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Work on Russian South Stream deep-sea pipeline stretch to start in November

May 23, 2014, 13:14 UTC+3 ST. PETERSBURG

Funding for the maritime section of the South Stream gas pipeline projects is to be determined by the end of 2014

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© ITAR-TASS/Ruslan Shamukov

ST. PETERSBURG, May 23. /ITAR-TASS/. Russia will start laying the deep-sea section of the South Stream gas pipeline intended to diversify its natural gas supply routes to Europe in November. Oleg Aksyutin, head of South Stream Transport, the project operator, said this on Friday.

The laying of pipes in shallow waters will start a little earlier and envisages a pipe line-up in the sea, he said.

Russian energy giant Gazprom is implementing the South Stream gas pipeline project to cut Russia’s dependence on transit countries, such as Ukraine.

Funding for the maritime section of the South Stream gas pipeline projects is to be determined by the end of 2014, Oleg Aksyutin added.

Now talks are being held with insurance credit agencies. Participants in the project is to be determined by the yearend, he said.

A total of 70% will be paid owing to loans, Aksyutin said.

The South Stream project

South Stream, which will be jointly built by Gazprom and ENI, will eventually take 30 billion cubic meters of Russian natural gas a year to southern Europe. Analysts have said that the project will cost around 10 billion euro, or $15.82 billion.

The project stipulates for the offshore gas pipeline section to run under the Black Sea from the Russkaya compressor station on the Russian coast to the Bulgarian coast. The total length of the offshore section will be around 900 kilometers, the maximum depth — over two kilometers and the design capacity — 63 billion cubic meters. There are two optional routes for the onshore gas pipeline section: either north-westwards or south-westwards from Bulgaria.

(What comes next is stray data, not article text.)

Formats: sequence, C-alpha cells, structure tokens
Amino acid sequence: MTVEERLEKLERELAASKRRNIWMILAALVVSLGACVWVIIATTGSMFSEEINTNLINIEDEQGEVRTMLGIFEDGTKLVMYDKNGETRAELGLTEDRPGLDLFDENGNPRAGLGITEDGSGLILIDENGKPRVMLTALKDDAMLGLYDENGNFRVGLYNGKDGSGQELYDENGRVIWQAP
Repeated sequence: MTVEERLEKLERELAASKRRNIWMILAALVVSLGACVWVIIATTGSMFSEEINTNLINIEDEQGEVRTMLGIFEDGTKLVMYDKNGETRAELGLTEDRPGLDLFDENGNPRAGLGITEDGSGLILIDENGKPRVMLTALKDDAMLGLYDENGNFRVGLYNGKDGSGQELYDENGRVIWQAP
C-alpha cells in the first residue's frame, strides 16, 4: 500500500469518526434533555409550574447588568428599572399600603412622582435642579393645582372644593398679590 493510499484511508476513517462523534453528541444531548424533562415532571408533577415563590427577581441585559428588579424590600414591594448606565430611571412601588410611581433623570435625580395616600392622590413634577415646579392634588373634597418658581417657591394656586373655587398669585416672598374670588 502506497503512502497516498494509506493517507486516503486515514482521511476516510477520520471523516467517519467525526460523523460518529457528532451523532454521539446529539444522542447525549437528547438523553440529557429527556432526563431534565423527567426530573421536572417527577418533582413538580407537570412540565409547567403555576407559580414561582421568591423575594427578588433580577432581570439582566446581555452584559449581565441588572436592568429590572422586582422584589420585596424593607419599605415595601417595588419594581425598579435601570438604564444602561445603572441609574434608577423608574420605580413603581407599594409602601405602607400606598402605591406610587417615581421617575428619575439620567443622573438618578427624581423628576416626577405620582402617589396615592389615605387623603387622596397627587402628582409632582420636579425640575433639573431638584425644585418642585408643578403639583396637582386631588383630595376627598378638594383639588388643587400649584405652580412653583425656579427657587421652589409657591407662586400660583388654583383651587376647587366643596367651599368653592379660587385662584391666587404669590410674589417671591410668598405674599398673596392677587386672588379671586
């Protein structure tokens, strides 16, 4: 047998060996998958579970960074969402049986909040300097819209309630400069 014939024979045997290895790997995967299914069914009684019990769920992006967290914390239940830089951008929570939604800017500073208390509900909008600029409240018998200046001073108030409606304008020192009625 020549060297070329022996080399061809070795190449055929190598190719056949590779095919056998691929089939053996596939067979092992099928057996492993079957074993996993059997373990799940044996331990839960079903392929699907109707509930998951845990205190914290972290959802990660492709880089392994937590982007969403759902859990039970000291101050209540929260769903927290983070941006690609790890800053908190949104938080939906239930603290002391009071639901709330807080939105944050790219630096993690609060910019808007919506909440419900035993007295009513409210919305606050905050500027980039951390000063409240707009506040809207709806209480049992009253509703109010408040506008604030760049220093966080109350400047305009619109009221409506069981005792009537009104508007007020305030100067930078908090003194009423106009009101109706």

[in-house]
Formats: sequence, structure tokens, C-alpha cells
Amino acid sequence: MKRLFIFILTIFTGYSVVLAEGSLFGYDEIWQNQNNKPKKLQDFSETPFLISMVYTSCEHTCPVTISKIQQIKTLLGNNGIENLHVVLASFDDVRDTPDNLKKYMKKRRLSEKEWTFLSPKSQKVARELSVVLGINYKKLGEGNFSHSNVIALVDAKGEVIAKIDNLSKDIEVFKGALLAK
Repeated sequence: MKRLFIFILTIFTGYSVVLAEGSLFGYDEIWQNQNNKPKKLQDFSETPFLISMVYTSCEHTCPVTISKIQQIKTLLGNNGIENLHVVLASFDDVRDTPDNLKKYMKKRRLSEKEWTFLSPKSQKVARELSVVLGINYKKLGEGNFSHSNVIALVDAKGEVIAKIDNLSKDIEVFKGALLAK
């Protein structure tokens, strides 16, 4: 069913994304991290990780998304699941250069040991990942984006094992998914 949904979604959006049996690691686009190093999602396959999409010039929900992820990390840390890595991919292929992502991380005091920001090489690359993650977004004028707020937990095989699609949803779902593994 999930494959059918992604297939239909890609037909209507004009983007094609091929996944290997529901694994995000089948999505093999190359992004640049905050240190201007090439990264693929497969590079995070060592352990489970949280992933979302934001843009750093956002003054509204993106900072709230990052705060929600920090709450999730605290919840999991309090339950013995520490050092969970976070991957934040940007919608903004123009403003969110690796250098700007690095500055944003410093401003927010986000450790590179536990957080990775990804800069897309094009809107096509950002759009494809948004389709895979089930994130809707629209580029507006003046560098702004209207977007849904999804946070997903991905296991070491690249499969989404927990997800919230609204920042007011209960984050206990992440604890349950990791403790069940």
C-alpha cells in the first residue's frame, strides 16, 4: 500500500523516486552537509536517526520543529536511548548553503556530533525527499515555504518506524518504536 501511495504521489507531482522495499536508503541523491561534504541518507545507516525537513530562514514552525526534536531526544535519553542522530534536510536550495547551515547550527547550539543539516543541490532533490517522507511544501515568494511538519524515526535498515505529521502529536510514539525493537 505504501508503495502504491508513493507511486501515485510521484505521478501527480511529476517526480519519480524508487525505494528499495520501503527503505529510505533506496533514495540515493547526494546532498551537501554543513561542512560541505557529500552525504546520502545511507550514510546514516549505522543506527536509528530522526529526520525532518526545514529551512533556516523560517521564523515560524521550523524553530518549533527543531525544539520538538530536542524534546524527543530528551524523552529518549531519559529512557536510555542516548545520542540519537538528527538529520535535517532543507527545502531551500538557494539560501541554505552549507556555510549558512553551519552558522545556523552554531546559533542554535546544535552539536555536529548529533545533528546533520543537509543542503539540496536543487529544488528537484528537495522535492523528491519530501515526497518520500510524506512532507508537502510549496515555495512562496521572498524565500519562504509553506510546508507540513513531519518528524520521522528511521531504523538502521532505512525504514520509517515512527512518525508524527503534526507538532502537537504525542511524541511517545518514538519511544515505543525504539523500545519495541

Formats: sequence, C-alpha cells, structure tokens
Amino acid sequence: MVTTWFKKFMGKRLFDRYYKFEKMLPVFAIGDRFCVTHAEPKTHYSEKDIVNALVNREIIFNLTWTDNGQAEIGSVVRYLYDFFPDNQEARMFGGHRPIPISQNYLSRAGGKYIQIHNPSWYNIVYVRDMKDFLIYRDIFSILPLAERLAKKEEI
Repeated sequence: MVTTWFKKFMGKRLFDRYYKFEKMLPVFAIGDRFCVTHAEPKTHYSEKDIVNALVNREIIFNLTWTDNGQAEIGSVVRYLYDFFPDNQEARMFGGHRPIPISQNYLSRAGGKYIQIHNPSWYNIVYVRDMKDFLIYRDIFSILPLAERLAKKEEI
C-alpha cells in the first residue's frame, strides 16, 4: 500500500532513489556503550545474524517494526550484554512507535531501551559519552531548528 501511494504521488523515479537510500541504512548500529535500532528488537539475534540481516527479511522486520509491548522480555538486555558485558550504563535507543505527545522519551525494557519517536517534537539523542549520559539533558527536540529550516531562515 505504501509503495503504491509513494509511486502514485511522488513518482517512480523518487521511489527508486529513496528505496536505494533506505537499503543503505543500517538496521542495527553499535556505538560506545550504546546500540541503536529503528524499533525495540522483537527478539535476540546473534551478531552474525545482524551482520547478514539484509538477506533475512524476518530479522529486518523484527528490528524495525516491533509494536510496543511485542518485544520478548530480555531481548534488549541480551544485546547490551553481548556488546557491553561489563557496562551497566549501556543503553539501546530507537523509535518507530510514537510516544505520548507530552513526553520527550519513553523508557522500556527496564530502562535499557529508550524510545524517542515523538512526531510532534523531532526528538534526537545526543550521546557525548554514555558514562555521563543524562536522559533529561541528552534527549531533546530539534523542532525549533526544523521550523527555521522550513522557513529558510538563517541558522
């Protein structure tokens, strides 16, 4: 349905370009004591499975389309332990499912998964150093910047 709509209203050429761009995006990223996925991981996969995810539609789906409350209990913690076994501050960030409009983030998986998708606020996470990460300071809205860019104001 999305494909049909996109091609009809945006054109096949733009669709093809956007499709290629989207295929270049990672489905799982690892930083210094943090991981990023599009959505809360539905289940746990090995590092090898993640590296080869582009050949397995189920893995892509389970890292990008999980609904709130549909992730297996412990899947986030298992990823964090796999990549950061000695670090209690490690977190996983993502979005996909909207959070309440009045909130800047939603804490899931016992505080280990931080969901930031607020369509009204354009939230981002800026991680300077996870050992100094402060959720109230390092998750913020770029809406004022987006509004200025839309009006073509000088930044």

In order to feed the required amount of gas to South Stream, Russia's gas transmission system throughput will be increased through the construction of additional 2,446 kilometers of line-pipe and 10 compressor stations with the total capacity of 1,473 MW. This project has been named South Corridor and will be implemented in two phases before December 2019.

South Stream is a strategic project for Europe's energy security and should be implemented by the end of 2015. Work is currently underway to draft a feasibility study for the marine section across the Black Sea and the surface section running through transit countries.

The pipeline’s commercial deliveries of natural gas to Europe are expected to start in the first quarter of 2016.

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